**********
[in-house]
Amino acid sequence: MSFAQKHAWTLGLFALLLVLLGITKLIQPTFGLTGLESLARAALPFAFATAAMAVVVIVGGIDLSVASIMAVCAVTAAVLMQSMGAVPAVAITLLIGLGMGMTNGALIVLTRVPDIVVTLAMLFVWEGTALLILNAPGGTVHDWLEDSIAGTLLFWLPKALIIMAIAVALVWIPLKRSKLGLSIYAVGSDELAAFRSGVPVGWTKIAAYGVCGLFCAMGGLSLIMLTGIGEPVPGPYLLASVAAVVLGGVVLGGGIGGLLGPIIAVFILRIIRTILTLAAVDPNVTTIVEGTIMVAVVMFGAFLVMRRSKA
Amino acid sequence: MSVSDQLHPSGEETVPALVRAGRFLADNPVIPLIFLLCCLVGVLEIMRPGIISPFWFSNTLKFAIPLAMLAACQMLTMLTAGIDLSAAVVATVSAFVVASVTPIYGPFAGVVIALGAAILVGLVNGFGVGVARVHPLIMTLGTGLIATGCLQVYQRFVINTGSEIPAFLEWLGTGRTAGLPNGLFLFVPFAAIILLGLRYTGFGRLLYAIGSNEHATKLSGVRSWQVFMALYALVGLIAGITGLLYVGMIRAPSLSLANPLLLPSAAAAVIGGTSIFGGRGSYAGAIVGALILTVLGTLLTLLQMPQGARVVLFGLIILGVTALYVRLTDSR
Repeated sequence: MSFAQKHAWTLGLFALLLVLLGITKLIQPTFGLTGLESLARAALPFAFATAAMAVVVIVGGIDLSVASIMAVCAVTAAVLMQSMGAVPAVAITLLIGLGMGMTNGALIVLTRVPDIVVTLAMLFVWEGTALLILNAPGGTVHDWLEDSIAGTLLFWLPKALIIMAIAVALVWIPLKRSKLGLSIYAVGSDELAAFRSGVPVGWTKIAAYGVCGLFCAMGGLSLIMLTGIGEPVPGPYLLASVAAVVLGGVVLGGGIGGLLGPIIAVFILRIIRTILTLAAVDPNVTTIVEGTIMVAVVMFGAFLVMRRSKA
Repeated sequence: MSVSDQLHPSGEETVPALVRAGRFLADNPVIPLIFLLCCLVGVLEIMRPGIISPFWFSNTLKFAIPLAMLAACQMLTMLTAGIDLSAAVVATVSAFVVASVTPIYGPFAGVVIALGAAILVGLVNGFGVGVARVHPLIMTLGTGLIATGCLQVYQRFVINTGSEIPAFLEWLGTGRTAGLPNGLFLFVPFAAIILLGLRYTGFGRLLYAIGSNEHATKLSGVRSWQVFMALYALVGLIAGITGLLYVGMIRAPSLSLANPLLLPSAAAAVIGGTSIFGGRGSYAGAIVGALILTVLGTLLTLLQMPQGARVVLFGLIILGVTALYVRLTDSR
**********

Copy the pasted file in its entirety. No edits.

[in-house]
Amino acid sequence: MSFAQKHAWTLGLFALLLVLLGITKLIQPTFGLTGLESLARAALPFAFATAAMAVVVIVGGIDLSVASIMAVCAVTAAVLMQSMGAVPAVAITLLIGLGMGMTNGALIVLTRVPDIVVTLAMLFVWEGTALLILNAPGGTVHDWLEDSIAGTLLFWLPKALIIMAIAVALVWIPLKRSKLGLSIYAVGSDELAAFRSGVPVGWTKIAAYGVCGLFCAMGGLSLIMLTGIGEPVPGPYLLASVAAVVLGGVVLGGGIGGLLGPIIAVFILRIIRTILTLAAVDPNVTTIVEGTIMVAVVMFGAFLVMRRSKA
Amino acid sequence: MSVSDQLHPSGEETVPALVRAGRFLADNPVIPLIFLLCCLVGVLEIMRPGIISPFWFSNTLKFAIPLAMLAACQMLTMLTAGIDLSAAVVATVSAFVVASVTPIYGPFAGVVIALGAAILVGLVNGFGVGVARVHPLIMTLGTGLIATGCLQVYQRFVINTGSEIPAFLEWLGTGRTAGLPNGLFLFVPFAAIILLGLRYTGFGRLLYAIGSNEHATKLSGVRSWQVFMALYALVGLIAGITGLLYVGMIRAPSLSLANPLLLPSAAAAVIGGTSIFGGRGSYAGAIVGALILTVLGTLLTLLQMPQGARVVLFGLIILGVTALYVRLTDSR
Repeated sequence: MSFAQKHAWTLGLFALLLVLLGITKLIQPTFGLTGLESLARAALPFAFATAAMAVVVIVGGIDLSVASIMAVCAVTAAVLMQSMGAVPAVAITLLIGLGMGMTNGALIVLTRVPDIVVTLAMLFVWEGTALLILNAPGGTVHDWLEDSIAGTLLFWLPKALIIMAIAVALVWIPLKRSKLGLSIYAVGSDELAAFRSGVPVGWTKIAAYGVCGLFCAMGGLSLIMLTGIGEPVPGPYLLASVAAVVLGGVVLGGGIGGLLGPIIAVFILRIIRTILTLAAVDPNVTTIVEGTIMVAVVMFGAFLVMRRSKA
Repeated sequence: MSVSDQLHPSGEETVPALVRAGRFLADNPVIPLIFLLCCLVGVLEIMRPGIISPFWFSNTLKFAIPLAMLAACQMLTMLTAGIDLSAAVVATVSAFVVASVTPIYGPFAGVVIALGAAILVGLVNGFGVGVARVHPLIMTLGTGLIATGCLQVYQRFVINTGSEIPAFLEWLGTGRTAGLPNGLFLFVPFAAIILLGLRYTGFGRLLYAIGSNEHATKLSGVRSWQVFMALYALVGLIAGITGLLYVGMIRAPSLSLANPLLLPSAAAAVIGGTSIFGGRGSYAGAIVGALILTVLGTLLTLLQMPQGARVVLFGLIILGVTALYVRLTDSR